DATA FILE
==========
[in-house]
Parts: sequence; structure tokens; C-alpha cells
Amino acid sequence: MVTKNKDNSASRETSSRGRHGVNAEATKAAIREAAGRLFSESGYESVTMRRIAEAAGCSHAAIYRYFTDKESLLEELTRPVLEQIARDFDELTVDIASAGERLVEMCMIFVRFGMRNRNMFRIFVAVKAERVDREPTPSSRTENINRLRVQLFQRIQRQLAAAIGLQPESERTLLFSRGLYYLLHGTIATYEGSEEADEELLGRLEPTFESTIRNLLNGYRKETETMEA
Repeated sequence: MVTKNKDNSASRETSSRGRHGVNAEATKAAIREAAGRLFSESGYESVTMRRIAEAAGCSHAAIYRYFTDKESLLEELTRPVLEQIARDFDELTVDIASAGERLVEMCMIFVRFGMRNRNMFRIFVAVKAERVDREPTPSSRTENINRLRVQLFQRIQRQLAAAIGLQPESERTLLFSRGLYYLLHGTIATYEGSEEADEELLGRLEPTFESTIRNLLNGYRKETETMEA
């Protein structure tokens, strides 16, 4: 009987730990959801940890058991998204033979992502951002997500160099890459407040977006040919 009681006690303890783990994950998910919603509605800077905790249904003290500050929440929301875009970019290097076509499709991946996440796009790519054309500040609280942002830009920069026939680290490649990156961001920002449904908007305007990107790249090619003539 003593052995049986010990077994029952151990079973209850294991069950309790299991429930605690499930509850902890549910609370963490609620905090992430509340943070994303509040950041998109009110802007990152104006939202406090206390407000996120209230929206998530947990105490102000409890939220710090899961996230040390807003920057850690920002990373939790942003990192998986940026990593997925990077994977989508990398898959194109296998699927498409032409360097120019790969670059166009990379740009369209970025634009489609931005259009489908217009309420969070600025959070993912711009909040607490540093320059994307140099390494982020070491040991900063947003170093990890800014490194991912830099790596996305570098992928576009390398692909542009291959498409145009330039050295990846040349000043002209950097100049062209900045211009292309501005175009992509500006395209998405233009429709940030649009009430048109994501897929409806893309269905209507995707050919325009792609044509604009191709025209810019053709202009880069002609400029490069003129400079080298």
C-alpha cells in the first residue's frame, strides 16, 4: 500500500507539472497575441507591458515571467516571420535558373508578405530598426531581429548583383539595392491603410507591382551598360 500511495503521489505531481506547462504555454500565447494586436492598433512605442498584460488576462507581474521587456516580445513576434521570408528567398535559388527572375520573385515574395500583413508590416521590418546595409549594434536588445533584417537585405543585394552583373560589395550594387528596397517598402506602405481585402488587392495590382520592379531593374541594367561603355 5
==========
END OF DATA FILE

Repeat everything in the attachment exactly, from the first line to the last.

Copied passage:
[in-house]
Parts: sequence; structure tokens; C-alpha cells
Amino acid sequence: MVTKNKDNSASRETSSRGRHGVNAEATKAAIREAAGRLFSESGYESVTMRRIAEAAGCSHAAIYRYFTDKESLLEELTRPVLEQIARDFDELTVDIASAGERLVEMCMIFVRFGMRNRNMFRIFVAVKAERVDREPTPSSRTENINRLRVQLFQRIQRQLAAAIGLQPESERTLLFSRGLYYLLHGTIATYEGSEEADEELLGRLEPTFESTIRNLLNGYRKETETMEA
Repeated sequence: MVTKNKDNSASRETSSRGRHGVNAEATKAAIREAAGRLFSESGYESVTMRRIAEAAGCSHAAIYRYFTDKESLLEELTRPVLEQIARDFDELTVDIASAGERLVEMCMIFVRFGMRNRNMFRIFVAVKAERVDREPTPSSRTENINRLRVQLFQRIQRQLAAAIGLQPESERTLLFSRGLYYLLHGTIATYEGSEEADEELLGRLEPTFESTIRNLLNGYRKETETMEA
């Protein structure tokens, strides 16, 4: 009987730990959801940890058991998204033979992502951002997500160099890459407040977006040919 009681006690303890783990994950998910919603509605800077905790249904003290500050929440929301875009970019290097076509499709991946996440796009790519054309500040609280942002830009920069026939680290490649990156961001920002449904908007305007990107790249090619003539 003593052995049986010990077994029952151990079973209850294991069950309790299991429930605690499930509850902890549910609370963490609620905090992430509340943070994303509040950041998109009110802007990152104006939202406090206390407000996120209230929206998530947990105490102000409890939220710090899961996230040390807003920057850690920002990373939790942003990192998986940026990593997925990077994977989508990398898959194109296998699927498409032409360097120019790969670059166009990379740009369209970025634009489609931005259009489908217009309420969070600025959070993912711009909040607490540093320059994307140099390494982020070491040991900063947003170093990890800014490194991912830099790596996305570098992928576009390398692909542009291959498409145009330039050295990846040349000043002209950097100049062209900045211009292309501005175009992509500006395209998405233009429709940030649009009430048109994501897929409806893309269905209507995707050919325009792609044509604009191709025209810019053709202009880069002609400029490069003129400079080298």
C-alpha cells in the first residue's frame, strides 16, 4: 500500500507539472497575441507591458515571467516571420535558373508578405530598426531581429548583383539595392491603410507591382551598360 500511495503521489505531481506547462504555454500565447494586436492598433512605442498584460488576462507581474521587456516580445513576434521570408528567398535559388527572375520573385515574395500583413508590416521590418546595409549594434536588445533584417537585405543585394552583373560589395550594387528596397517598402506602405481585402488587392495590382520592379531593374541594367561603355 5